After spending the morning checking in with the world, I got myself ready to spend some time walking along the Struble Trail near the Dowlin Forge Road entrance.
It was an over cast day, and one could “smell” the snow in the air, something I was able to learn from living in New England for so many years!
From the entrance, I headed North on the paved trail, and after a short time, I found the small dirt trail that leads down to the edge of the Brandywine creek itself. I was definitely nice to see, that I was one of the first ones to adventure through the snow.
Once by the water’s edge, I setup my camera on the tripod, and just looked around to see how the snow had covered the area:
Brandywine (Winter) – Up Creek
Brandywine (Winter) – Down Creek
As you can see, the light snow that covered the trees and rocks was just enough to add a wonderful dimension to everything that I was seeing.
Then I started to focus my camera on the creek itself.
Built in 1860, Bartram Covered Bridge is located just off of Goshen Road about 2½ miles West of Route 252 in Newtown Square, Chester County PA.
It is not recommended to park on the side of Goshen Road itself, because many people drive to fast in this section of the road, but there is some road side parking available on Boot Road.
I had been driving past this bridge for years and never stopped to doing anything about it, until today.
The beautiful late “Indian Summer” weather, combined with the cold nights have cause a very vibrant and colorful Fall foliage surrounding the bridge.
The bridge crosses over Crum Creek, and there is a small area for kids to run around, or a blanket picnic, as well as a few benches and rocks to sit on.
When you approach the bridge from the park area, you will notice the free-standing main bridge information plaque. As you get closer to the bridge, the next sign that you will see attached to the bridge, is National Register of Historic Places plaque.
One can not walk into the middle of the bridge, because there are metal security bars covering both entrance ways from top to bottom, but as you look more closely through the bars, you can see some holiday string lights attached to the long side walls.
This picture was taken on the opposite side of Crum Creek from where you can park, and to reach it, you have to walk around the bridge, and into the woods, then down by the water.
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All images were taken with a Canon XTi on a Bogen (Model 3020) tripod with a Canon Remote Switch RS-60E3, using the native 16-bit Camera Raw (cr2) format. The ISO Speed was set to 100.
Images were then transferred to a Microsoft Windows XP (SP-3) based computer and converted into Adobe DNG format, with additional processing done with Adobe Lightroom and Photoshop.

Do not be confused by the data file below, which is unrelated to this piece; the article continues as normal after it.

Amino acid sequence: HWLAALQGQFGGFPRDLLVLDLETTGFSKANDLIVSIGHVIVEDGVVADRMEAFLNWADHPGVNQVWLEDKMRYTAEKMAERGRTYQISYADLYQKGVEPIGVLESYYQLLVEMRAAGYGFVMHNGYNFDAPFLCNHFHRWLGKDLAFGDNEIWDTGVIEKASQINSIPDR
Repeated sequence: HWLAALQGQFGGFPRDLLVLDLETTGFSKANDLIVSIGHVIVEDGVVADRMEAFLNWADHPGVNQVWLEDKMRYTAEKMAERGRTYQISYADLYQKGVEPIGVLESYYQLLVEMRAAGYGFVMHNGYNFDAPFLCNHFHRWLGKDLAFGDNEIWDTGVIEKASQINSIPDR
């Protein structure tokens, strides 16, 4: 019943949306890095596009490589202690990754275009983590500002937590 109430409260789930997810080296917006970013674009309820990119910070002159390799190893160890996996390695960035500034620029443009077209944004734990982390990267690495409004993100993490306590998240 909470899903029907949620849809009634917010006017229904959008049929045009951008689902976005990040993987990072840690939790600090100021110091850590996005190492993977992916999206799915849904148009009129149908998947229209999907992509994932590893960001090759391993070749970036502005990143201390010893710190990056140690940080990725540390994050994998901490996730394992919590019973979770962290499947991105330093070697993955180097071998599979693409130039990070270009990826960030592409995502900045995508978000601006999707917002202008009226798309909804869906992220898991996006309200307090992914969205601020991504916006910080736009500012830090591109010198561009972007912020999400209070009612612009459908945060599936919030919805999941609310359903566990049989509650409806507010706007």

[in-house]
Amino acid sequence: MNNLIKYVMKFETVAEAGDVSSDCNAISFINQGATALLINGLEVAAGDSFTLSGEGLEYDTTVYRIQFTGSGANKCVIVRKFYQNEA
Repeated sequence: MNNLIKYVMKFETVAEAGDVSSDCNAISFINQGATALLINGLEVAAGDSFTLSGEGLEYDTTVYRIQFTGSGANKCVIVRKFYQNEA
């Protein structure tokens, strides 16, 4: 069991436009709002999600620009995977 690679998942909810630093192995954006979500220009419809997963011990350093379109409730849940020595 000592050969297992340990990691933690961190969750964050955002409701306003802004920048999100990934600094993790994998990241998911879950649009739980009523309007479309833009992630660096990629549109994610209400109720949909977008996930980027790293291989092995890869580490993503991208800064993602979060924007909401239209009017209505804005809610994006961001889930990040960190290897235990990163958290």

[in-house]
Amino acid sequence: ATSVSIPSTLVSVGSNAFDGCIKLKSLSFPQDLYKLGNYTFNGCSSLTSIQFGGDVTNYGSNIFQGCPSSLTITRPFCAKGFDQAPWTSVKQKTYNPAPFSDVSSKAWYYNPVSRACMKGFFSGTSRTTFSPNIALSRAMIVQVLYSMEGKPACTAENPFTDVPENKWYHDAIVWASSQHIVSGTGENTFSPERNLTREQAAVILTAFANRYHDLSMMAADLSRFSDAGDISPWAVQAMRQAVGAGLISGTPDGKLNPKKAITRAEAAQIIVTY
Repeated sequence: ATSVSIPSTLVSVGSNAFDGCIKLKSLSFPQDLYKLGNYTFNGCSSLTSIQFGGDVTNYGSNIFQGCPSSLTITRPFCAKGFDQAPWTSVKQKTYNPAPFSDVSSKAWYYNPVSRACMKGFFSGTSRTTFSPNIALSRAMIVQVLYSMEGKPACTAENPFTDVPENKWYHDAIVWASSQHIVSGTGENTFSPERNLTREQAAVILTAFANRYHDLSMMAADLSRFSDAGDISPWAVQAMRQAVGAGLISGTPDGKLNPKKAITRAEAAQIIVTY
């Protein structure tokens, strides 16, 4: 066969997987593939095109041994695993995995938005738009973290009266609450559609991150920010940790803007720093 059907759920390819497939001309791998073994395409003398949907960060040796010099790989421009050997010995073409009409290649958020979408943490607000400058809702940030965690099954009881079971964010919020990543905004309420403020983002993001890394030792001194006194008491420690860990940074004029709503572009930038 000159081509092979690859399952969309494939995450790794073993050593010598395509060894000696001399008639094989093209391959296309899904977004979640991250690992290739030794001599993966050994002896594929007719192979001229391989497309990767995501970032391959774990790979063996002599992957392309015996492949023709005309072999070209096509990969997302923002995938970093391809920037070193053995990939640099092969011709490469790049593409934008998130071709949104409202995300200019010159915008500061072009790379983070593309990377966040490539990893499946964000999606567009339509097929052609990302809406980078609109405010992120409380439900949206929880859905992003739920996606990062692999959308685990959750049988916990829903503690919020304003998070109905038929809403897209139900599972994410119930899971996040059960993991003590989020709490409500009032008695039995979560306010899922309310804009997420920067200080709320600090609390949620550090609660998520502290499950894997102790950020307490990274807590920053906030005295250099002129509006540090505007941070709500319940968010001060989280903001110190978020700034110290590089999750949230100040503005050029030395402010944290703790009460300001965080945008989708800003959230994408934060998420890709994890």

These Inverted Icicles, also referred to as Ice Spikes, were amazing!
We have been watching them grow over the past several days, and when we heard the temperatures were going to be too warm for them to survive, I had to grab my camera to record what we saw.
As you can see, these Inverted Icicles/Ice Spikes, were grown on the under-side of a 100-gallon horse troth, that we use in the summer, as a deck pond.
The troth had been up-side down for well over a month, and ‘Mother Nature’ dropping leaves, water and what ever else into the various sections of the horse troth under-side.
During the past couple of days, the highs were in the twenties, and the area was struck with direct sun for 4-5 hours.
At night, the temperatures would easily drop into teens.
There is no roof or over-hang, and the tree branches are too far way to be this consistent.
From the Overview images, the tall ones are easily over 2 inches “tall”, but there is obvious variations in shape:
I can understand, to a degree, the vertical oriented icicle/spikes, but these?
I am very baffled in how the angled icicles/spikes are able to grow, and in such perfect form, especially, when one would suspect that they would droop over…
And what about the secondary “buds”?
Since I originally captured these images, I have been searching for an explanation to this phenomenon.
Distilled Water (Man-Made)
From my cited references below, icicles/spikes are generally “grown” in controlled conditions, using “Distilled Water”; a flash freeze process; in ice-cube trays, and seems to be easily repeatable.
On the other hand, and less well reported, are the Natural icicles/spikes that do occur, in bird baths or other small bowl-shaped objects. Some examples can be found on “Got Spikes on Your Ice Cubes?”.
When looking at the captures on this page, note the clarity and translucency of the ice, which would seemingly demonstrate the cold temperatures involved.
Size and Shapes
Refrigerator grown icicles/spikes, it seems, tend to be very thin and around 2 inches in length, and the images provided, easily show that these icicles/spikes are over that mark. [Note to self – Need to work out actual sizes]
As for the impurities issue, using Distilled Water versus Not, images on this page do not seem to show any impurities as the focus of structure formation.
If I were to guesstimate an ‘age’ for these ice shapes, 3-5 days, based on looking the air bubble paths.
If one looks carefully, there does appear to be a larger repeating bubble ‘chamber’ along the path of the escaping air.
I suggest that the ‘chamber’ is a result of an extreme cold state, corresponding to a chilling/warming cycle, and would normally seem to occur during the day time hours, or when exposed to warming temperatures.
It seems in a majority of cases, a plastic compound seems to be the main sub-straight.
I have to wonder if there is an influence of some sort of electrical discharge, in the colder, drier environments that effect that shape.
As for the shaping of the check-mark shapes, consider the idea, that the ‘buds’ are a back-follow condition of the primary side.